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MRG’s reaction to the UN Special Rapporteur on racism’s report on ethnic and racial profiling

29 June 2015

Speaker: Mr. Glenn Payot

Human Rights Council – 29th Regular Session

Thank you Mr. President, Mr. Special Rapporteur,

Minority Rights Group (MRG) welcomes your report on the important issue of racial and ethnic profiling. We would like to make three comments.

Firstly, this discriminatory bias concerns primarily people belonging to visible minorities, including people of African descent, Roma, non-Slavic people or those of Arab origin, to name a few. It is however worth noting that profiling practices also affect persons perceived to profess a certain religion, especially those believed to be Muslim or originating from a country with a majority Muslim population. Ethnic profiling is often linked to, or overlaps with, religious profiling. Because a person’s religion is not always visible, it is not always clear which ground or combination of grounds underlies any individual law enforcement decision. MRG believes that any effort to combat racial and ethnic profiling should also address, in order to be effective, religious profiling.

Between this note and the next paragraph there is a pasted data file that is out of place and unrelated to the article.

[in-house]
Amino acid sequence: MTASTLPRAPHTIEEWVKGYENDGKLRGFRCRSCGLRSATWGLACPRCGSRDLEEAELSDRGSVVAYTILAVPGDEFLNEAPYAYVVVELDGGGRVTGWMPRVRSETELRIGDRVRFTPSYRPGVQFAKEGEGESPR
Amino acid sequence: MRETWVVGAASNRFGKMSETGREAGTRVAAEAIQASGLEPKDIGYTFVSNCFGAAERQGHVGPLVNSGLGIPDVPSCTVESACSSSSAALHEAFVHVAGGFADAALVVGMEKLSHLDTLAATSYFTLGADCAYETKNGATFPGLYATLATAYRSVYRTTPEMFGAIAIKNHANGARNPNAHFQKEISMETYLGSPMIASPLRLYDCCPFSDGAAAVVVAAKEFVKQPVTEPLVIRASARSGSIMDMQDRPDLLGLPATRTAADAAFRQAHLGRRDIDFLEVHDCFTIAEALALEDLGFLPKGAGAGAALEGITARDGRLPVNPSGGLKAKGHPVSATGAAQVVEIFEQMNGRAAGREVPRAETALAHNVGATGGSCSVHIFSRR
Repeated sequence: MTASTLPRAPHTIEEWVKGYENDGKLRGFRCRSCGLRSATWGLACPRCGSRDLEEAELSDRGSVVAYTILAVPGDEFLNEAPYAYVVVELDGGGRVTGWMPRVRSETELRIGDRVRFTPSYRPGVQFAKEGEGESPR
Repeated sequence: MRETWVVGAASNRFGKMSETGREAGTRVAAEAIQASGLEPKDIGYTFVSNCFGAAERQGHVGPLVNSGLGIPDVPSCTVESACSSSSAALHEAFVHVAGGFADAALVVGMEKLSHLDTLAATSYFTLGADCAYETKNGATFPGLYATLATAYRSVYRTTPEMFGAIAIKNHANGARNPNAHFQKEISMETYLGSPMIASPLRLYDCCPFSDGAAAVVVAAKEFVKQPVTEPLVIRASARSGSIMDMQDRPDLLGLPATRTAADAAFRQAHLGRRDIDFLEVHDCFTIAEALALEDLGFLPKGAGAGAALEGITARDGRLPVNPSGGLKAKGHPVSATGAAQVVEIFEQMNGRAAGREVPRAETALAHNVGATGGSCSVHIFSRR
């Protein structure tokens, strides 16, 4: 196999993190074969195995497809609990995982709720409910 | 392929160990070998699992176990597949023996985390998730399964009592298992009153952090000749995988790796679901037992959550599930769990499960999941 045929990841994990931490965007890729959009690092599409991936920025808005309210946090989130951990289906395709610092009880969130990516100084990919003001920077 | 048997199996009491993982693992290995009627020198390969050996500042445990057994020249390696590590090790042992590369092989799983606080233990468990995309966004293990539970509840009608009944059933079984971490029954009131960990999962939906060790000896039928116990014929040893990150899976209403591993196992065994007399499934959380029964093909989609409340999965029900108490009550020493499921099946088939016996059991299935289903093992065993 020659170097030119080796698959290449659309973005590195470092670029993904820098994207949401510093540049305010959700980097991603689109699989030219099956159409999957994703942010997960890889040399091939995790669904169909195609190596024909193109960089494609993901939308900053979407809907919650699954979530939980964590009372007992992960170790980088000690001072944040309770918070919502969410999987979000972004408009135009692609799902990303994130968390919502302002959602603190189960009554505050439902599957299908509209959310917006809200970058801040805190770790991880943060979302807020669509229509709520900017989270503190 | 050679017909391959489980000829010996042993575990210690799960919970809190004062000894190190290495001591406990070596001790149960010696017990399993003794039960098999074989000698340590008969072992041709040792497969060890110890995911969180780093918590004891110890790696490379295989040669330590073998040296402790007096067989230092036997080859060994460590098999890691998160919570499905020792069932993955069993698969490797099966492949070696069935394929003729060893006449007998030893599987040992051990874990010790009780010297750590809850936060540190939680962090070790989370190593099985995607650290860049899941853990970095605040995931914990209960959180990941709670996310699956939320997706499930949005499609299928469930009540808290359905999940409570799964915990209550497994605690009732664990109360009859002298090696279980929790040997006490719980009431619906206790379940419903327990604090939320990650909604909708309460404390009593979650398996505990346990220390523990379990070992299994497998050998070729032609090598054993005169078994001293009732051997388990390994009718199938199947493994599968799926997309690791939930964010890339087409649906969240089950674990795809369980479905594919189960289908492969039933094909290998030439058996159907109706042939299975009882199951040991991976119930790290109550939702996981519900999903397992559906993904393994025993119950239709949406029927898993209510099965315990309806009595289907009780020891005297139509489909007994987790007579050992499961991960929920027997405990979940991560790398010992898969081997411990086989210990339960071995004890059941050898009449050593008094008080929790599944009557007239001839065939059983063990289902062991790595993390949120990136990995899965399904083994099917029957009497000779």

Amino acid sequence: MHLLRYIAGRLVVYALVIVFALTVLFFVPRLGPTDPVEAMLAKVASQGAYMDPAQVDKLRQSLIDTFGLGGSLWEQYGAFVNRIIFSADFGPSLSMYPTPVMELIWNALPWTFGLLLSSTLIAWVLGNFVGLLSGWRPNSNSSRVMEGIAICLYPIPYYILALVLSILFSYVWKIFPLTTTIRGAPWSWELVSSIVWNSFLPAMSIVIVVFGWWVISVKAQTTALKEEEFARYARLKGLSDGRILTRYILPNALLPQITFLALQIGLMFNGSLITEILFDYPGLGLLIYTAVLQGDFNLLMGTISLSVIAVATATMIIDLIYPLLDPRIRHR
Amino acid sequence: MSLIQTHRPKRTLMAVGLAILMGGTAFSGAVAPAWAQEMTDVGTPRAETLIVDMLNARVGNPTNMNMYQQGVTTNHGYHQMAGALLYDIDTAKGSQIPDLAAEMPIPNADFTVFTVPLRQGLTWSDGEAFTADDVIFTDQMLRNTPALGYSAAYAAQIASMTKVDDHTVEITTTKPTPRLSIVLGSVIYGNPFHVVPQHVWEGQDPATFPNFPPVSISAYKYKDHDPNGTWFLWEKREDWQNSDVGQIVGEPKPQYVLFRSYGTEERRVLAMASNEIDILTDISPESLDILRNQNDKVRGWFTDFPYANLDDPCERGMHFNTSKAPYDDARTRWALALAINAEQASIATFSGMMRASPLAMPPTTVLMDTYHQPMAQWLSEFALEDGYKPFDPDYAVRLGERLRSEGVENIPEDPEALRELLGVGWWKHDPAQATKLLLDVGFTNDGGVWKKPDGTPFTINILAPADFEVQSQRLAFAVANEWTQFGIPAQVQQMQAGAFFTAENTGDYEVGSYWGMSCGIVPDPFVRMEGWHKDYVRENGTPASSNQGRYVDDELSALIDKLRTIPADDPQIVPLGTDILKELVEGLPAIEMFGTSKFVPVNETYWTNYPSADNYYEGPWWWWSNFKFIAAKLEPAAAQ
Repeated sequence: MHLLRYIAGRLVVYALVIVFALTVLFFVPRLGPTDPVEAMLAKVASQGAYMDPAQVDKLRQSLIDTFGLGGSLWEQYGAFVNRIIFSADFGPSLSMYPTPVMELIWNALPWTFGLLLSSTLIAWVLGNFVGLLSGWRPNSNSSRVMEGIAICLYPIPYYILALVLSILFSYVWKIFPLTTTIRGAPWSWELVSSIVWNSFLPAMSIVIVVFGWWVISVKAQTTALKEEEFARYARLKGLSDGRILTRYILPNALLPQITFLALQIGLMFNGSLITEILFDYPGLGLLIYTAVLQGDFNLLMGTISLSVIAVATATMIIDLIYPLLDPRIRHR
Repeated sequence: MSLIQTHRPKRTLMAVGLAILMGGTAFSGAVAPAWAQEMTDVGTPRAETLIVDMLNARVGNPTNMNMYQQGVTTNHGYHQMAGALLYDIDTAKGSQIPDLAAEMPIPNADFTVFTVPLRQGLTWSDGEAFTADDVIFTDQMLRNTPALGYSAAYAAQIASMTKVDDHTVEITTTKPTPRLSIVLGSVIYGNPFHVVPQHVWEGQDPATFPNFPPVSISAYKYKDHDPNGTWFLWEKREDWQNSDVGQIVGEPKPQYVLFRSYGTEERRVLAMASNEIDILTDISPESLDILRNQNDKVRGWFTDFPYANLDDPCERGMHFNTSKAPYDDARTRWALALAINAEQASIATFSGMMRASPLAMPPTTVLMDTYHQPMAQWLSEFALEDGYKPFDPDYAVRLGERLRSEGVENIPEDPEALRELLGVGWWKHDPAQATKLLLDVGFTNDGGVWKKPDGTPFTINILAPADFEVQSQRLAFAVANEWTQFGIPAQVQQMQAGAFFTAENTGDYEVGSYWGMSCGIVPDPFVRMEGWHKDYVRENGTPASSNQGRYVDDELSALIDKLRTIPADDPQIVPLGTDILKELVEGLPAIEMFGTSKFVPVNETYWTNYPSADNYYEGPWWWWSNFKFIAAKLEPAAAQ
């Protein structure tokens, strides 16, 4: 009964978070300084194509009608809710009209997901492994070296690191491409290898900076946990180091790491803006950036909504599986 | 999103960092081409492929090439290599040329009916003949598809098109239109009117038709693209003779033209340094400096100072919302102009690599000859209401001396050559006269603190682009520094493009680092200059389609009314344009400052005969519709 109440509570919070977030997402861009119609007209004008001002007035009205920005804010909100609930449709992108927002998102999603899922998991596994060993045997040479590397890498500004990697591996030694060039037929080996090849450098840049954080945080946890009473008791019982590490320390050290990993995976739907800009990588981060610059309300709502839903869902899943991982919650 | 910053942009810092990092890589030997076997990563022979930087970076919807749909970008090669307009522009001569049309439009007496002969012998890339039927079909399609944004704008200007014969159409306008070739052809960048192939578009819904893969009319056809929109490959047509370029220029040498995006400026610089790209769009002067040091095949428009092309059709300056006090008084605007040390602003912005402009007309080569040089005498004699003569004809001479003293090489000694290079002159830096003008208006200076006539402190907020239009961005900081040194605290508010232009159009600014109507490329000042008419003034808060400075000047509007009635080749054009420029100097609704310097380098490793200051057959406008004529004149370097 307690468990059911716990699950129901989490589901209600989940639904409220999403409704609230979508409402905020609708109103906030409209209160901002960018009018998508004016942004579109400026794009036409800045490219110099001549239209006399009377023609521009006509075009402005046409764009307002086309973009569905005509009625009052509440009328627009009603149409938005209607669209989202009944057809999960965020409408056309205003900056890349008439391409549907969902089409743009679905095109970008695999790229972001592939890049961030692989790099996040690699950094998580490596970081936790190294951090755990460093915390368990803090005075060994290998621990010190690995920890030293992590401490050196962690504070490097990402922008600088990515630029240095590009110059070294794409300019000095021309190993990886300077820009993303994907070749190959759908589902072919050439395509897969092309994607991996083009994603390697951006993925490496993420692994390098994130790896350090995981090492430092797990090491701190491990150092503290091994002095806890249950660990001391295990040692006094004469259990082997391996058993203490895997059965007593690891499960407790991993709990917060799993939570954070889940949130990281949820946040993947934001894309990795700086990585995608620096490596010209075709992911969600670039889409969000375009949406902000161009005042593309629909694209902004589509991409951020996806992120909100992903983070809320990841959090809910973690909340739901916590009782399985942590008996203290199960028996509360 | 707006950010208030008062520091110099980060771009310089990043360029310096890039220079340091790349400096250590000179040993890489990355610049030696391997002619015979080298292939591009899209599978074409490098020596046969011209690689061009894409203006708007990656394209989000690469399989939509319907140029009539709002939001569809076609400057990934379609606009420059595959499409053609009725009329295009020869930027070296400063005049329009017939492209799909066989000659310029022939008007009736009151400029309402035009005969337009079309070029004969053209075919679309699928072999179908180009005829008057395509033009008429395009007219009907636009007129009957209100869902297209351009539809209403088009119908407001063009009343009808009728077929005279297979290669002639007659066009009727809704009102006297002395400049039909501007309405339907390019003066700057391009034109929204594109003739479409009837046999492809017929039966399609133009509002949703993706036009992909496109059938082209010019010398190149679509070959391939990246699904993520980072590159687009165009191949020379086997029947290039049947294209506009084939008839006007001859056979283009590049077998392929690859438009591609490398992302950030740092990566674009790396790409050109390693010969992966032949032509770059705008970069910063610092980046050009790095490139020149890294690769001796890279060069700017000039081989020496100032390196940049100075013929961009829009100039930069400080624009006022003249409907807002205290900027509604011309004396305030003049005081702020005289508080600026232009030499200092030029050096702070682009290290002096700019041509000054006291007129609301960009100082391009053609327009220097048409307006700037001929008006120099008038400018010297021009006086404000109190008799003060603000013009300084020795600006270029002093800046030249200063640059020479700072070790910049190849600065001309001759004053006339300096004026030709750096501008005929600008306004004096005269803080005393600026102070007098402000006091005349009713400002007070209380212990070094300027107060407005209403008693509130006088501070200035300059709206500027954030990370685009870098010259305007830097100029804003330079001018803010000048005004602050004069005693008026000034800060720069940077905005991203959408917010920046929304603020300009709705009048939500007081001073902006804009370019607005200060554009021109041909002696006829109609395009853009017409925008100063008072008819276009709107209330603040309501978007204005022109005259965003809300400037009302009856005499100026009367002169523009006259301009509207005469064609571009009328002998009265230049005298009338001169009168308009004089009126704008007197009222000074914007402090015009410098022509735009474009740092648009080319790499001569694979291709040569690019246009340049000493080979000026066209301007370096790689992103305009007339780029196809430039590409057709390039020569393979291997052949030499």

Secondly, MRG would like to echo your concern regarding the lack of disaggregated data. It is striking to see that in Europe, the region that has produced the most complete set of standards, rules and guidelines to outlaw and combat profiling, only a very few countries gather disaggregated data. Once again, MRG stresses that gathering disaggregated data is a first step allowing states and monitors to quantify the problem, to identify the factors of discrimination and to use indicators to assess the evolution of the situation and the impact of measures taken.

Finally, Mr. Special Rapporteur, MRG believes that a legalistic approach to combatting racial profiling is not sufficient. The case must be made that ethnic, racial and religious profiling is not only illegal, it is also ineffective. According to its own report, when the US Customs Agency removed an ethnically based drug courier profile that was targeting African-American and Hispanic women, it more than doubled the frequency of contraband detection. Likewise, police units in Spain that instituted data-gathering to monitor profiling tripled the number of stops which yielded an arrest or other law enforcement outcome. Ethnic, racial and religious profiling leads to unwarranted attention to a group while overlooking legitimate targets who do not fit the profile. It alienates whole segments of society and it jeopardizes the necessary trust between law enforcement authorities and the population they seek to serve.